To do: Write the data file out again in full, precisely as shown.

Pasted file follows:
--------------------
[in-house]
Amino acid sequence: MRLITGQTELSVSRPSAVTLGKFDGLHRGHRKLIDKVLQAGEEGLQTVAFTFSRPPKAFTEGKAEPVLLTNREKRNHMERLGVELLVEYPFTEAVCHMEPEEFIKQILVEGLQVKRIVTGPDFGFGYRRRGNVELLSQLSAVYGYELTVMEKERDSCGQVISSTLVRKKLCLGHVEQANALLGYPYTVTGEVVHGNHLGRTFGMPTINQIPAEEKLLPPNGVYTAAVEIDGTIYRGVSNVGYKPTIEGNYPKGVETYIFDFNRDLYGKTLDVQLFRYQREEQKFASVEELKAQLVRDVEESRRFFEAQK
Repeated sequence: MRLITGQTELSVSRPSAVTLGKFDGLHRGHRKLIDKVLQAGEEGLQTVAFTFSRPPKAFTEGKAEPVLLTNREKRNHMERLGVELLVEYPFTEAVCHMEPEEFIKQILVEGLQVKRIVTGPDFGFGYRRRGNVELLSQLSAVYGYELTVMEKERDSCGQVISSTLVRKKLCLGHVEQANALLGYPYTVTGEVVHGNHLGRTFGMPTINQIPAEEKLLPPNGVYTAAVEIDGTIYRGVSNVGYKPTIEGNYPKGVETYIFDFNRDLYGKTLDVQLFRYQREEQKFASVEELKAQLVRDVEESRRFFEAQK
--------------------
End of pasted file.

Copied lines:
[in-house]
Amino acid sequence: MRLITGQTELSVSRPSAVTLGKFDGLHRGHRKLIDKVLQAGEEGLQTVAFTFSRPPKAFTEGKAEPVLLTNREKRNHMERLGVELLVEYPFTEAVCHMEPEEFIKQILVEGLQVKRIVTGPDFGFGYRRRGNVELLSQLSAVYGYELTVMEKERDSCGQVISSTLVRKKLCLGHVEQANALLGYPYTVTGEVVHGNHLGRTFGMPTINQIPAEEKLLPPNGVYTAAVEIDGTIYRGVSNVGYKPTIEGNYPKGVETYIFDFNRDLYGKTLDVQLFRYQREEQKFASVEELKAQLVRDVEESRRFFEAQK
Repeated sequence: MRLITGQTELSVSRPSAVTLGKFDGLHRGHRKLIDKVLQAGEEGLQTVAFTFSRPPKAFTEGKAEPVLLTNREKRNHMERLGVELLVEYPFTEAVCHMEPEEFIKQILVEGLQVKRIVTGPDFGFGYRRRGNVELLSQLSAVYGYELTVMEKERDSCGQVISSTLVRKKLCLGHVEQANALLGYPYTVTGEVVHGNHLGRTFGMPTINQIPAEEKLLPPNGVYTAAVEIDGTIYRGVSNVGYKPTIEGNYPKGVETYIFDFNRDLYGKTLDVQLFRYQREEQKFASVEELKAQLVRDVEESRRFFEAQK